“These crimes have undermined the development of children, and these crimes have disturbed our sense of peace, security and public order. So, we will handle it in an extraordinary way.”

Chemical castration is an increasingly popular response to sexual abuse around the… click here to read whole article and make comments

Extreme beliefs often mistaken for insanity

Insanity can be a legitimate defence in some criminal cases. But a team of US researchers are questioning whether criminals motivated by extreme views are of necessity insane.

In a paper recently published in the Journal of the American Academy of Psychiatrist and the Law, researchers from the University of Missouri argue that in some cases criminals should be said to have an “extreme overvalued belief” rather than being declared mentally ill.

Focusing specifically on the case of Norwegian mass murderer Anders Breivik, the researchers argue that extreme beliefs need not entail psychotic disorder. “… some people without psychotic mental illness feel so strongly about their beliefs that they take extreme actions.”, lead author Tahir Rahman said in an interview. “Our suggested term for criminally violent behavior when psychosis can be ruled out is ‘extreme overvalued belief.’”

The authors of the study draw upon the work of… click here to read whole article and make comments

Journal symposium explores brain death

A new edition of the Journal of Medicine and Philosophy explores a number of important debates about brain death.

The articles in the edition are the product of a Symposium on the Definition of Death held at The Catholic University of America in June 2014. That Symposium brought together scholars from a variety of disciplines— law, medicine, biology, philosophy, and theology—who all share a commitment to the dead-donor rule and to a biological definition of death, but who have differing opinions regarding the validity of neurological criteria for human death.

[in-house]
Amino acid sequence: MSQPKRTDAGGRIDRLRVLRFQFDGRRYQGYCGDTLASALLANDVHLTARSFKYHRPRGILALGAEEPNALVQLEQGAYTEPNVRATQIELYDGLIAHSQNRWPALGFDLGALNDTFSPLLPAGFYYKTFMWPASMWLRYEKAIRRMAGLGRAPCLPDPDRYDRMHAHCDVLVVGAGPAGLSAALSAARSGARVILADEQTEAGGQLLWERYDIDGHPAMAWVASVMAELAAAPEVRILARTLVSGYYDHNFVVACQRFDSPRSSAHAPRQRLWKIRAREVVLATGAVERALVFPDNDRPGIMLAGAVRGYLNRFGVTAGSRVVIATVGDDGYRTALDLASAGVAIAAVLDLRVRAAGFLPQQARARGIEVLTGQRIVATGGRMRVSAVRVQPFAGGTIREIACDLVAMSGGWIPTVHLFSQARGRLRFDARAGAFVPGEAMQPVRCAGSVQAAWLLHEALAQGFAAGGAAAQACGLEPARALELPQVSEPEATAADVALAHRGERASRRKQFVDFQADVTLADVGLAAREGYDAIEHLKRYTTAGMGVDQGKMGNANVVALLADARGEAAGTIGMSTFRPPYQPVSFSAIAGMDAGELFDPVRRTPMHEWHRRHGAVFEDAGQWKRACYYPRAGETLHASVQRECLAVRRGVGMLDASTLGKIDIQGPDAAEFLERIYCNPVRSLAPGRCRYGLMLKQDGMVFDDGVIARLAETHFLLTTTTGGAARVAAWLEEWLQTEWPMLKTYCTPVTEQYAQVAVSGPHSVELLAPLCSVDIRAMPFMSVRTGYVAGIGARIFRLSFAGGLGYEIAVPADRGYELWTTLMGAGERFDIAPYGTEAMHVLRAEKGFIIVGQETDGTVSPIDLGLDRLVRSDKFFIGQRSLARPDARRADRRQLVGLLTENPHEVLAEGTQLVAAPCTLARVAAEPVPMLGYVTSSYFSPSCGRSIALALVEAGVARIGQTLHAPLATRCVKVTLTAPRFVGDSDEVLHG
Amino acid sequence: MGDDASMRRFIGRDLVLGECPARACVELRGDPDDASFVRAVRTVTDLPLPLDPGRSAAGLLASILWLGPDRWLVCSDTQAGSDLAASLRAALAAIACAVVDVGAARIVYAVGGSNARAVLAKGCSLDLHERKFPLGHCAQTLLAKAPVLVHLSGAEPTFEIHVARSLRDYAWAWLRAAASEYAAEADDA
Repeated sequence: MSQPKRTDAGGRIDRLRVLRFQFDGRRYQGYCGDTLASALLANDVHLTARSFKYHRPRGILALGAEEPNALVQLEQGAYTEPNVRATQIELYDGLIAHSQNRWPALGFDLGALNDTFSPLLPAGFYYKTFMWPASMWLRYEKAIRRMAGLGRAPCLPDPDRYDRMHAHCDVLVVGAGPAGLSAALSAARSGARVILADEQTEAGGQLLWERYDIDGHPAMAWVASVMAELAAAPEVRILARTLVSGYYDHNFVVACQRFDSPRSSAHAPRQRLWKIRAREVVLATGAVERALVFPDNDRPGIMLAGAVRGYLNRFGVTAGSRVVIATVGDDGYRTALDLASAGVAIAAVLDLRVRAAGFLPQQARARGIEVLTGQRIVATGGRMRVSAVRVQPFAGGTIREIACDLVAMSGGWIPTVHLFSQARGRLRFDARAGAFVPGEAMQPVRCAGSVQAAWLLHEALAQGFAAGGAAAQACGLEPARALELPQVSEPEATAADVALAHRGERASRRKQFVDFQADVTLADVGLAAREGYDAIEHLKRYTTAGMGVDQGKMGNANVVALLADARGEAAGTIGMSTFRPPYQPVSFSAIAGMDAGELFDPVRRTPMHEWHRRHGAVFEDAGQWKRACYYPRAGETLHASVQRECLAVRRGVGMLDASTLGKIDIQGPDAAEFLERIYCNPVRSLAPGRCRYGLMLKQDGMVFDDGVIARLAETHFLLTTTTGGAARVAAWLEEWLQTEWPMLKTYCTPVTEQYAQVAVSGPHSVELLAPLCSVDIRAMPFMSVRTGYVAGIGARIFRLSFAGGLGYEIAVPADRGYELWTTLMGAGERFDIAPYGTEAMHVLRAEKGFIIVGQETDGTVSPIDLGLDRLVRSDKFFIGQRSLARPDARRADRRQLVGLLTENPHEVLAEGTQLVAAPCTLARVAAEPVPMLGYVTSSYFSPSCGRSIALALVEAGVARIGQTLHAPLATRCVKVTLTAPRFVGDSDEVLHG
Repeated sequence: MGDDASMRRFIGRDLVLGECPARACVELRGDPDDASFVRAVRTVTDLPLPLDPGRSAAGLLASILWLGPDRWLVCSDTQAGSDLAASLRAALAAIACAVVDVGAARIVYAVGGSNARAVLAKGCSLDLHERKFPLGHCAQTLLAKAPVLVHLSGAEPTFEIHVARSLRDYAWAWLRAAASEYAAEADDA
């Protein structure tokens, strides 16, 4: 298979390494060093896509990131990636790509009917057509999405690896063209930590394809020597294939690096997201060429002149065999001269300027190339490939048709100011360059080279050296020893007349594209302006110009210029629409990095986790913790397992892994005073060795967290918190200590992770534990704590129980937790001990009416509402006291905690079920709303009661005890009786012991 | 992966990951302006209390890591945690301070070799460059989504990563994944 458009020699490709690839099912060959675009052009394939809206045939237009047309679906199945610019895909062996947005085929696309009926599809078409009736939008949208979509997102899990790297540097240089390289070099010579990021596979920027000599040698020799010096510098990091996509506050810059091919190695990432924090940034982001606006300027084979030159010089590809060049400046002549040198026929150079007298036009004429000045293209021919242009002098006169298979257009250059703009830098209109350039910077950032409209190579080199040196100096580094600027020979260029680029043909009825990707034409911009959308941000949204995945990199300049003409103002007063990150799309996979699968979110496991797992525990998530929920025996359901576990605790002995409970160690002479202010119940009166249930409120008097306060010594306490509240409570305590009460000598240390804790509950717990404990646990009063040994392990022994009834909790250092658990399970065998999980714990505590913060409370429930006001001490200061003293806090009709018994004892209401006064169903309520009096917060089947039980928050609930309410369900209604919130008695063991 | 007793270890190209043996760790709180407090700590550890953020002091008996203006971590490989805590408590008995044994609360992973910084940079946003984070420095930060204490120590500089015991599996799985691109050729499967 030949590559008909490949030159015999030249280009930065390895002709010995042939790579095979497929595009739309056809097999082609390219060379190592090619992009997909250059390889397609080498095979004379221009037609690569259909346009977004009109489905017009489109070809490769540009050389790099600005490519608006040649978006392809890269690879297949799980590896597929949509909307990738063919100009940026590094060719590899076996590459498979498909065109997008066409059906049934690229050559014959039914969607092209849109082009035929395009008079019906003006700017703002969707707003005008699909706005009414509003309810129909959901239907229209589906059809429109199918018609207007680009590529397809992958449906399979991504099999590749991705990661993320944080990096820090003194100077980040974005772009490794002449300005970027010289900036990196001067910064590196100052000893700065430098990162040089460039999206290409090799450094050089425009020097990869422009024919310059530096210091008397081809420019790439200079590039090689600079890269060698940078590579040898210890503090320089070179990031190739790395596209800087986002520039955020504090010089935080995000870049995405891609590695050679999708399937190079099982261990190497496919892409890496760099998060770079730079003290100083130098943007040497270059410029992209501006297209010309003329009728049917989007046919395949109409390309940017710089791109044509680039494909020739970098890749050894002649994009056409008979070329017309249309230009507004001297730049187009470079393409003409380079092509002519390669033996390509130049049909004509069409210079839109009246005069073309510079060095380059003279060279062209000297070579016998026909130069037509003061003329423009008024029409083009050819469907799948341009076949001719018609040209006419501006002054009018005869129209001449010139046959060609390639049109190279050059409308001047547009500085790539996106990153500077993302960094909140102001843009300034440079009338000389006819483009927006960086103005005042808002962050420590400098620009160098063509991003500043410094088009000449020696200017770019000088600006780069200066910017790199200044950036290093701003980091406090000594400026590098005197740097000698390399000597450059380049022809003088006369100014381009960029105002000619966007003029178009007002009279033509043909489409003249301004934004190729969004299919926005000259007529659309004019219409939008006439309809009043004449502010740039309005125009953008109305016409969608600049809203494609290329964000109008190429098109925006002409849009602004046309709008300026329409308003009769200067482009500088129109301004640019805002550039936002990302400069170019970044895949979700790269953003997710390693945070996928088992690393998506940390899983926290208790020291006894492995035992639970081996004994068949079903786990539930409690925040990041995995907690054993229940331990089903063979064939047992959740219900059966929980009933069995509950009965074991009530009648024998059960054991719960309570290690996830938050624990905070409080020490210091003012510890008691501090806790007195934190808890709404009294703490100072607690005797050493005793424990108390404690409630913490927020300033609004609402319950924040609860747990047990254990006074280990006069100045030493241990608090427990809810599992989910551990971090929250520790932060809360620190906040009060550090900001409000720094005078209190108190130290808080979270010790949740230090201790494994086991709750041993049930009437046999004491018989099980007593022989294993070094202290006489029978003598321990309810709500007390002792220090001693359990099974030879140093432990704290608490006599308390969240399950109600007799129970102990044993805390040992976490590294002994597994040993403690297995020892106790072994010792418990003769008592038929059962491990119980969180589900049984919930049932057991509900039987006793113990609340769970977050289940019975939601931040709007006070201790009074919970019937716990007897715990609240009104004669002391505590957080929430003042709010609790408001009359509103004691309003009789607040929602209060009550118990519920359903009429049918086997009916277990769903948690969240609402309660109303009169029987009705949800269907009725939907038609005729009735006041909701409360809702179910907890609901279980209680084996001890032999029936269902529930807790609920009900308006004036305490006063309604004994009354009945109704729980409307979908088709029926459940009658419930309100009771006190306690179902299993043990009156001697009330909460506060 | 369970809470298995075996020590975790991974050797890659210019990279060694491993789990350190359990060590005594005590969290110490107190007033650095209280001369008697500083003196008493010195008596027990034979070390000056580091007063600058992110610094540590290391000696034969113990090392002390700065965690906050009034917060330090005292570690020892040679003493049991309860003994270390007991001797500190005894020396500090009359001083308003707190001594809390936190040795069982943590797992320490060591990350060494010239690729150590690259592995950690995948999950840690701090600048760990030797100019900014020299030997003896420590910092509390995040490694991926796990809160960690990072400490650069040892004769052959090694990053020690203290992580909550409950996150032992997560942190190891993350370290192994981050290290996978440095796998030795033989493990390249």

Significant figures in Catholic bioethics in the North America – including Maureen Condic, Melissa Moschella, Patrick Lee and E. Christian Brugger – offer their views on what sort of conditions signal the death of a patient.

Condic and Moschella suggest that brain death, which they take to be the end of mental function and of autonomous… click here to read whole article and make comments

A solution in search of a name

Legalisation of physician-assisted suicide in four American states left out one thing: a name for what happens. The laws in Oregon, Washington, Vermont and California specify only that what happens is not suicide. An English name for this phenomenon was a topic raised at the 2016 Conference World Federation of Right-to-Die Societies in Amsterdam earlier this month.

Members of the Alt-Suicide group, an American-based internet forum which includes some of the leading names in “choosing an early exit at the end of life”, considered 31 words and phrases in 2014. These included Cathartic Death, Deliberate Life Completion, Exiting, Rational Life Termination, Non Adscititious [sic] Death, Consensual Murder, and Rational and Loving Suicide. “Dying with Dignity” was the favourite in a small survey.

One of the members of the forum, Bill Simmons, a California real estate attorney, has been lobbying hard for the word “dignicide”,… click here to read whole article and make comments